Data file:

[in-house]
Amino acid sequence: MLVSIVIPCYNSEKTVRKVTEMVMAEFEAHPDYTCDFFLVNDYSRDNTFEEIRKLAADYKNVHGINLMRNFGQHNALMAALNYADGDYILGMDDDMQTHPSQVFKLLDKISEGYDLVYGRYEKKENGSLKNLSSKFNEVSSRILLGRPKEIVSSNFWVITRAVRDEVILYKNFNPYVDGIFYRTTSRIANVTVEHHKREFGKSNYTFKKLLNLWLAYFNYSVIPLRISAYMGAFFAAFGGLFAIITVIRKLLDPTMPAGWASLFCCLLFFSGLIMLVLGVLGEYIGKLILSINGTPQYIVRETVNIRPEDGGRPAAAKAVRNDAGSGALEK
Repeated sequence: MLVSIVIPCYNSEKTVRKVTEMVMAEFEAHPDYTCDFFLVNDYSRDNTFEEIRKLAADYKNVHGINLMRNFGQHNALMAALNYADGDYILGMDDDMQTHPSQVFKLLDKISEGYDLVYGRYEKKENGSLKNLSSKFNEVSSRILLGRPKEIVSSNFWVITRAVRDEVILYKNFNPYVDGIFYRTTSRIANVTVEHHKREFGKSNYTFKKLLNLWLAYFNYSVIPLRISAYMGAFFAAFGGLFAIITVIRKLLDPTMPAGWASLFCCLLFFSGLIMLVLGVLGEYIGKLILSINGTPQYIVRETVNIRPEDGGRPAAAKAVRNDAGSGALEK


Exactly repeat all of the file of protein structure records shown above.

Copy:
[in-house]
Amino acid sequence: MLVSIVIPCYNSEKTVRKVTEMVMAEFEAHPDYTCDFFLVNDYSRDNTFEEIRKLAADYKNVHGINLMRNFGQHNALMAALNYADGDYILGMDDDMQTHPSQVFKLLDKISEGYDLVYGRYEKKENGSLKNLSSKFNEVSSRILLGRPKEIVSSNFWVITRAVRDEVILYKNFNPYVDGIFYRTTSRIANVTVEHHKREFGKSNYTFKKLLNLWLAYFNYSVIPLRISAYMGAFFAAFGGLFAIITVIRKLLDPTMPAGWASLFCCLLFFSGLIMLVLGVLGEYIGKLILSINGTPQYIVRETVNIRPEDGGRPAAAKAVRNDAGSGALEK
Repeated sequence: MLVSIVIPCYNSEKTVRKVTEMVMAEFEAHPDYTCDFFLVNDYSRDNTFEEIRKLAADYKNVHGINLMRNFGQHNALMAALNYADGDYILGMDDDMQTHPSQVFKLLDKISEGYDLVYGRYEKKENGSLKNLSSKFNEVSSRILLGRPKEIVSSNFWVITRAVRDEVILYKNFNPYVDGIFYRTTSRIANVTVEHHKREFGKSNYTFKKLLNLWLAYFNYSVIPLRISAYMGAFFAAFGGLFAIITVIRKLLDPTMPAGWASLFCCLLFFSGLIMLVLGVLGEYIGKLILSINGTPQYIVRETVNIRPEDGGRPAAAKAVRNDAGSGALEK